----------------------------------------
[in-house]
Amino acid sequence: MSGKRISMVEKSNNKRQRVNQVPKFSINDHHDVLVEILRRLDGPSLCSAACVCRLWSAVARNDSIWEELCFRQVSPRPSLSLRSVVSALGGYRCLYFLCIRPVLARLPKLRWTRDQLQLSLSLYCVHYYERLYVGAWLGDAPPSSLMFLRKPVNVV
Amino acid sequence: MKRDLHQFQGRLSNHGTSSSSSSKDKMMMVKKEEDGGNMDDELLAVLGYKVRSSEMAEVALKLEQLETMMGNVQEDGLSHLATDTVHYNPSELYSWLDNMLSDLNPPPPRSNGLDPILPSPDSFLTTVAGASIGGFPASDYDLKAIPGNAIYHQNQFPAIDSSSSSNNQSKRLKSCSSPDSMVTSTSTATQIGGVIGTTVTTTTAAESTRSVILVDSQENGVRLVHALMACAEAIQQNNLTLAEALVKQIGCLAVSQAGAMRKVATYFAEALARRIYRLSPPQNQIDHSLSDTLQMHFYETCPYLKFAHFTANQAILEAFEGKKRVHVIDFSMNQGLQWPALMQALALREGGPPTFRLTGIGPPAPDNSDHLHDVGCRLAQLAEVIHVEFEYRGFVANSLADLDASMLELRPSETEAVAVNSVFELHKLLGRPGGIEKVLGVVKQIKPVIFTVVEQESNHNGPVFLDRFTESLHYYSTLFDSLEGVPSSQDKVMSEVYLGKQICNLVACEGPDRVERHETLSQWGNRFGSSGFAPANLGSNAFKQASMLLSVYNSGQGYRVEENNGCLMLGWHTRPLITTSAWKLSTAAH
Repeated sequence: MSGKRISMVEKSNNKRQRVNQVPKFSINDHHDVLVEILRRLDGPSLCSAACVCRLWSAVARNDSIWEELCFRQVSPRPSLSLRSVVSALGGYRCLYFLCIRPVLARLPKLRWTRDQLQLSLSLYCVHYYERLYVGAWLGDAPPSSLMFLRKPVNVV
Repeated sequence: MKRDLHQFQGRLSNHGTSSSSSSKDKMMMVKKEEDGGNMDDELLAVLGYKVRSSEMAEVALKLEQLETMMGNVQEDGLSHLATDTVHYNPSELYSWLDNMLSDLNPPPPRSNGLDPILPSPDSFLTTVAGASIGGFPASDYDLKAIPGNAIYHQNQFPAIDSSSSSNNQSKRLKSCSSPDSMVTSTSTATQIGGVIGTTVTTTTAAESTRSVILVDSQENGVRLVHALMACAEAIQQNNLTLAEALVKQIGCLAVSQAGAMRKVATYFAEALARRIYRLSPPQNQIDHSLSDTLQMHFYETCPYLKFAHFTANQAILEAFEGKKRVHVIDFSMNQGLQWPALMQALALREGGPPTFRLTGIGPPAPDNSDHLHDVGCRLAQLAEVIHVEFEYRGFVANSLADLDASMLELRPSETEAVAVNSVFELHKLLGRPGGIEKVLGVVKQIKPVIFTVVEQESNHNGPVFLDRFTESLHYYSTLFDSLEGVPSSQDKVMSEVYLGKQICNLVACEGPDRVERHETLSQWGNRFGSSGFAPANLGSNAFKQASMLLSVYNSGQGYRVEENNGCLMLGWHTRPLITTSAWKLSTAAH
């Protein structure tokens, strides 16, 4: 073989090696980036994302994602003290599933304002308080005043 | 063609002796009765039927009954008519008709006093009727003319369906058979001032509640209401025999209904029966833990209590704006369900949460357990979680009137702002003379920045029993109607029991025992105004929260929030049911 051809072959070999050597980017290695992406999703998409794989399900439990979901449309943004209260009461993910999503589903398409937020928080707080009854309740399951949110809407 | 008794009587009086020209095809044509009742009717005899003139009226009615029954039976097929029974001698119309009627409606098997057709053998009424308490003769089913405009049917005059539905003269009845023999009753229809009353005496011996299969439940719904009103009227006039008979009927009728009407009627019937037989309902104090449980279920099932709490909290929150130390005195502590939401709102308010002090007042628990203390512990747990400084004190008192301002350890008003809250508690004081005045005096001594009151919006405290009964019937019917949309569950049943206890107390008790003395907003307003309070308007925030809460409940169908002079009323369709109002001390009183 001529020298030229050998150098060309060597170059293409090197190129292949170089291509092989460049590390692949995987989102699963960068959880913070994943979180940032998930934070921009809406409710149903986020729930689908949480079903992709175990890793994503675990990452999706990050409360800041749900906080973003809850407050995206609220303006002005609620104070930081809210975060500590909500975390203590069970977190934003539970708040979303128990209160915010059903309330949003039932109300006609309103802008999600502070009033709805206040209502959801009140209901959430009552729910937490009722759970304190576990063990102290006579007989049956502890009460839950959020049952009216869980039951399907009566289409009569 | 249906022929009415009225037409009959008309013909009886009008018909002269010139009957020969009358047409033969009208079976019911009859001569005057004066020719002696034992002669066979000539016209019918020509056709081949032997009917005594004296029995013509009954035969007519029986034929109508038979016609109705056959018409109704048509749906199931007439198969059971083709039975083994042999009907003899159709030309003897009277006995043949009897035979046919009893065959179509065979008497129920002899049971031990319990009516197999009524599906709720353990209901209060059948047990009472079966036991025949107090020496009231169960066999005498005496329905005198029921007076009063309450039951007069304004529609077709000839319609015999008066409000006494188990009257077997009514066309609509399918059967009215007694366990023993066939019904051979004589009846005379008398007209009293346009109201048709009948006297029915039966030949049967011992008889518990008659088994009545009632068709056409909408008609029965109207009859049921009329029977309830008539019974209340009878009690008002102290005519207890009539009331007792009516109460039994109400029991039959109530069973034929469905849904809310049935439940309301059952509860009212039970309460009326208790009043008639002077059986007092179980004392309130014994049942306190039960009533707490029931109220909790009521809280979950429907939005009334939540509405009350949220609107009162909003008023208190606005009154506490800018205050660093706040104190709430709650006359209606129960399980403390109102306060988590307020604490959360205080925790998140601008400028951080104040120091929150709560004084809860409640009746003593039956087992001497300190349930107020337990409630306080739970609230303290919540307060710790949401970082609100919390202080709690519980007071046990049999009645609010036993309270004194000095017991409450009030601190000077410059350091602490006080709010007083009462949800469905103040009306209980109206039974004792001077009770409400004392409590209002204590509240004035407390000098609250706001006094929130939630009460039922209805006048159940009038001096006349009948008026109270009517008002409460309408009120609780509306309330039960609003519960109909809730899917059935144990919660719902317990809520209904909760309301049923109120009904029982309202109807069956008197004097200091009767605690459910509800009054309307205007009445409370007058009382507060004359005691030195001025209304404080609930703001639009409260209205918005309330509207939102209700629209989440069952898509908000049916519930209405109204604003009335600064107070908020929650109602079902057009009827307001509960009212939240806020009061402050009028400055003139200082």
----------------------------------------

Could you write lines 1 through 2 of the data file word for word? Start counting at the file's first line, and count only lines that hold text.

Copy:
[in-house]
Amino acid sequence: MSGKRISMVEKSNNKRQRVNQVPKFSINDHHDVLVEILRRLDGPSLCSAACVCRLWSAVARNDSIWEELCFRQVSPRPSLSLRSVVSALGGYRCLYFLCIRPVLARLPKLRWTRDQLQLSLSLYCVHYYERLYVGAWLGDAPPSSLMFLRKPVNVV